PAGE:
The protest died halfway as she shucked her both her tunic and pants in one smooth motion, even after nearly a year of marriage the merest sight of her body taking his breath away. She leapt into the air and dove in smoothly, the water accepting her as though she were a part of it. Ruben tried futilely to keep a watch on all sides, still flailing to keep himself above the lake's surface, all the while probing for a spell that might help him...

But it was all in vain.

His wife's arms closed about him from behind, and she whispered in his ear, "You sure we no have time?"

His voice a lot higher-pitched than his pride liked, he nearly squealed, "N-n-no, we don't!"

For just a moment, her hand wandered into his robes... then she shoved him away violently towards the lake's shore, a teasing note in her voice as she shouted, "Is too bad for you then!"

Ruben barely had time for a breath before he went under the water again; but this time, he was ready. In a move that he'd thought of just a moment before, he shed his robes, swimming almost backwards out of them. His left hand waved through a short enchantment that brought life to his robes, sending them wriggling out of the lake to dry on the shore, while he spoke the bubbled words to a charm that would let him breath the lake like air.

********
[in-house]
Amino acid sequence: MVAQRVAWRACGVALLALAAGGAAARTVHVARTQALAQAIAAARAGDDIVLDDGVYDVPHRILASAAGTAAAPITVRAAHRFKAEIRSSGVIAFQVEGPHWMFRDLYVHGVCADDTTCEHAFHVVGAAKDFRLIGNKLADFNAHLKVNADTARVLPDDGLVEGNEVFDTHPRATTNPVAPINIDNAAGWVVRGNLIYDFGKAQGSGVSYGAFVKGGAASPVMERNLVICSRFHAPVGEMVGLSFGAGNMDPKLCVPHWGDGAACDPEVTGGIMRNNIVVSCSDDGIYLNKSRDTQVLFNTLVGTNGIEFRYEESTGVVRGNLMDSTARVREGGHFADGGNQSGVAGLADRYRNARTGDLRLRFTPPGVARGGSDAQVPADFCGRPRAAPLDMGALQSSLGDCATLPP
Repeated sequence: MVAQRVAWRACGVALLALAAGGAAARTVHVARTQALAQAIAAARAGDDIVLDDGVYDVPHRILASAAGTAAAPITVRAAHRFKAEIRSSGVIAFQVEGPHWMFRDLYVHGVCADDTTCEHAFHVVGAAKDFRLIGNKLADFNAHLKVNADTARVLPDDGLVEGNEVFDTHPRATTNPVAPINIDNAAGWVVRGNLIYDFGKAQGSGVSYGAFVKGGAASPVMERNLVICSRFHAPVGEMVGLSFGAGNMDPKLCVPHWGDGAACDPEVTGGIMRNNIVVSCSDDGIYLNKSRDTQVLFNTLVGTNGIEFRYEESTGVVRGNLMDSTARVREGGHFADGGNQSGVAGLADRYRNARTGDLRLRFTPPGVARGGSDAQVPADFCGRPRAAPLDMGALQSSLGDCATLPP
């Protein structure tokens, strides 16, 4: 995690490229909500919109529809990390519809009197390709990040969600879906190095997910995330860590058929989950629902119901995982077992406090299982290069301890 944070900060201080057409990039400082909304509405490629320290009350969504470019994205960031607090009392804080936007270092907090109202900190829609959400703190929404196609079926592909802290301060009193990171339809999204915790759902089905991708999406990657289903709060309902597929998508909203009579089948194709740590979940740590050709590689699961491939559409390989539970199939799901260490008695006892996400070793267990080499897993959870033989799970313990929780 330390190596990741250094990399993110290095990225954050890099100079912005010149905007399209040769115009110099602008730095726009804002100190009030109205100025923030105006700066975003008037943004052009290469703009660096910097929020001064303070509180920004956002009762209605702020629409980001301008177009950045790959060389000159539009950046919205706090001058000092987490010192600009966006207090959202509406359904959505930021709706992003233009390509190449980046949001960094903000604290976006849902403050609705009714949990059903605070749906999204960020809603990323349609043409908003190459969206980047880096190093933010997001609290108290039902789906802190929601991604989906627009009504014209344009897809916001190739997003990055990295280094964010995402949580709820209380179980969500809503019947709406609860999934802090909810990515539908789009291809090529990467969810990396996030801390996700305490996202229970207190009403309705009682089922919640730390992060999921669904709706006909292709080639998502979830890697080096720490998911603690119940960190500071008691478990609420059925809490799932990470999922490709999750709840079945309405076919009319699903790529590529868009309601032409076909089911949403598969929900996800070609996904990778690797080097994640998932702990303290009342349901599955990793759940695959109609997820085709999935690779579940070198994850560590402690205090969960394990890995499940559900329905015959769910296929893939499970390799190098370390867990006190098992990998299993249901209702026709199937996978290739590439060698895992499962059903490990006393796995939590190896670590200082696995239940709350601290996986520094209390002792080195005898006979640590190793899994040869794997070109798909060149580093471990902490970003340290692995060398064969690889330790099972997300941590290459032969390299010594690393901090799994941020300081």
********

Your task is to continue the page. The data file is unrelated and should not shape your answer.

The wizard didn't waste a moment of guilt over using magic — after all, even after a year and a half of adventuring through post-apocalyptic China, he still wasn't nearly strong enough physically to match her. Instead, he spun around, seeking his wife. Not seeing her in the deeper portion of the lake and not having enough momentum to keep underwater, he broke the surface and was greeted with a splash of water and…

"You say we not had time to play and you go for swimming?" She waved irritably with the brush in her hand, much closer to the lake's shore than she'd been a few moments ago. "Come over here, is time to scrub backs!"